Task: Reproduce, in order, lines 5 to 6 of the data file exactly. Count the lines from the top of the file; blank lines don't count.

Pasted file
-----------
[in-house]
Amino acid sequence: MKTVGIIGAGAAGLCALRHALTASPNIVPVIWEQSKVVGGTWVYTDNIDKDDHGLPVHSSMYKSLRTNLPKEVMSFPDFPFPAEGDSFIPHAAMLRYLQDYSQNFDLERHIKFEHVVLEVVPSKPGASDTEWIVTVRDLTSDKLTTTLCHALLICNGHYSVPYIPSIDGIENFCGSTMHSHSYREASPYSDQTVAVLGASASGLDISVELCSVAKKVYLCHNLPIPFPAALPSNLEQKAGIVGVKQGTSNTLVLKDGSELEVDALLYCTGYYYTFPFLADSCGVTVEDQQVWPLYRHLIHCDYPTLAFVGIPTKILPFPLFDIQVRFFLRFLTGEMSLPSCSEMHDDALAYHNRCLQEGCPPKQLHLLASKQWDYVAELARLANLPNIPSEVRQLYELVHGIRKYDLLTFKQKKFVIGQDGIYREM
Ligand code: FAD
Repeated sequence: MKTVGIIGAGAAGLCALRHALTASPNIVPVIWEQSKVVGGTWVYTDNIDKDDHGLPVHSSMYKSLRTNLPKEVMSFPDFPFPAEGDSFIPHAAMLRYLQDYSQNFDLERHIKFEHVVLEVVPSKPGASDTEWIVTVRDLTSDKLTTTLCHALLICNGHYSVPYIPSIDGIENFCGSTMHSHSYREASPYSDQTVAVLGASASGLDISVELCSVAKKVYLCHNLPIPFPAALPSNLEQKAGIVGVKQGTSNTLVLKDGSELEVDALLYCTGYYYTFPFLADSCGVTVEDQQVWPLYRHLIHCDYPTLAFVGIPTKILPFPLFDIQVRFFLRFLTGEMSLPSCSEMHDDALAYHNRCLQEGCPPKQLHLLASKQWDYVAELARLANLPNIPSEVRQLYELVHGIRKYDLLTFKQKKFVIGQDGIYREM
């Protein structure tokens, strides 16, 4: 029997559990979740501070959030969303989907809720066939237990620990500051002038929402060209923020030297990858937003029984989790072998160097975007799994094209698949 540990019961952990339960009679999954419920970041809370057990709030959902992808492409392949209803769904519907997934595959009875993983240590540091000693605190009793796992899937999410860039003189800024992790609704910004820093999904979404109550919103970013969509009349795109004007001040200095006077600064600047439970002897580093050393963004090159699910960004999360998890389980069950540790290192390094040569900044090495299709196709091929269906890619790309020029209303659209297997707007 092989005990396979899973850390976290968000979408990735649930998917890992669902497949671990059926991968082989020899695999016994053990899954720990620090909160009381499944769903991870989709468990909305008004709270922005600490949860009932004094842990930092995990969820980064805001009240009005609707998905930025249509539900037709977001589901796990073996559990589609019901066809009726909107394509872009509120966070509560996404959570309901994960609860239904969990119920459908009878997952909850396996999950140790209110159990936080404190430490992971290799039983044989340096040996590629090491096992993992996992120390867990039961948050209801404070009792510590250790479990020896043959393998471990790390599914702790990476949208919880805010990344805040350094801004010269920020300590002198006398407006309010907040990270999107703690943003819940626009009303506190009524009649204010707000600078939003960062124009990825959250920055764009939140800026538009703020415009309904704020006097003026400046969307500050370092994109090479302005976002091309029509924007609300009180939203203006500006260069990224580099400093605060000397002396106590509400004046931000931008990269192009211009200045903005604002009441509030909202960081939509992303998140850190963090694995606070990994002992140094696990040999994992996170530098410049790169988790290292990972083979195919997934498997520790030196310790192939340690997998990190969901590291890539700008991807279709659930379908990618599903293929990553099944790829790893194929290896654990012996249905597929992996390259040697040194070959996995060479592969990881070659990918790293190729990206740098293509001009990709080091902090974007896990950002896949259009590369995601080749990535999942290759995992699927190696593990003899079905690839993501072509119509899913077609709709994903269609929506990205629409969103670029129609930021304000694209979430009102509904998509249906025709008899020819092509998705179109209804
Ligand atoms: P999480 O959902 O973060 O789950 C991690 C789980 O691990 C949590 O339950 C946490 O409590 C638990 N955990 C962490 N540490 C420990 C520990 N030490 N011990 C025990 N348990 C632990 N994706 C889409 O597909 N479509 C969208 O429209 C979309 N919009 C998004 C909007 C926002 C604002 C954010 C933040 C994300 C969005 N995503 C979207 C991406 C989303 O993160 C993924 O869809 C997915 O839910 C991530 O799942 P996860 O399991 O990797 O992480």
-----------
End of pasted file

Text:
């Protein structure tokens, strides 16, 4: 029997559990979740501070959030969303989907809720066939237990620990500051002038929402060209923020030297990858937003029984989790072998160097975007799994094209698949 540990019961952990339960009679999954419920970041809370057990709030959902992808492409392949209803769904519907997934595959009875993983240590540091000693605190009793796992899937999410860039003189800024992790609704910004820093999904979404109550919103970013969509009349795109004007001040200095006077600064600047439970002897580093050393963004090159699910960004999360998890389980069950540790290192390094040569900044090495299709196709091929269906890619790309020029209303659209297997707007 092989005990396979899973850390976290968000979408990735649930998917890992669902497949671990059926991968082989020899695999016994053990899954720990620090909160009381499944769903991870989709468990909305008004709270922005600490949860009932004094842990930092995990969820980064805001009240009005609707998905930025249509539900037709977001589901796990073996559990589609019901066809009726909107394509872009509120966070509560996404959570309901994960609860239904969990119920459908009878997952909850396996999950140790209110159990936080404190430490992971290799039983044989340096040996590629090491096992993992996992120390867990039961948050209801404070009792510590250790479990020896043959393998471990790390599914702790990476949208919880805010990344805040350094801004010269920020300590002198006398407006309010907040990270999107703690943003819940626009009303506190009524009649204010707000600078939003960062124009990825959250920055764009939140800026538009703020415009309904704020006097003026400046969307500050370092994109090479302005976002091309029509924007609300009180939203203006500006260069990224580099400093605060000397002396106590509400004046931000931008990269192009211009200045903005604002009441509030909202960081939509992303998140850190963090694995606070990994002992140094696990040999994992996170530098410049790169988790290292990972083979195919997934498997520790030196310790192939340690997998990190969901590291890539700008991807279709659930379908990618599903293929990553099944790829790893194929290896654990012996249905597929992996390259040697040194070959996995060479592969990881070659990918790293190729990206740098293509001009990709080091902090974007896990950002896949259009590369995601080749990535999942290759995992699927190696593990003899079905690839993501072509119509899913077609709709994903269609929506990205629409969103670029129609930021304000694209979430009102509904998509249906025709008899020819092509998705179109209804
Ligand atoms: P999480 O959902 O973060 O789950 C991690 C789980 O691990 C949590 O339950 C946490 O409590 C638990 N955990 C962490 N540490 C420990 C520990 N030490 N011990 C025990 N348990 C632990 N994706 C889409 O597909 N479509 C969208 O429209 C979309 N919009 C998004 C909007 C926002 C604002 C954010 C933040 C994300 C969005 N995503 C979207 C991406 C989303 O993160 C993924 O869809 C997915 O839910 C991530 O799942 P996860 O399991 O990797 O992480």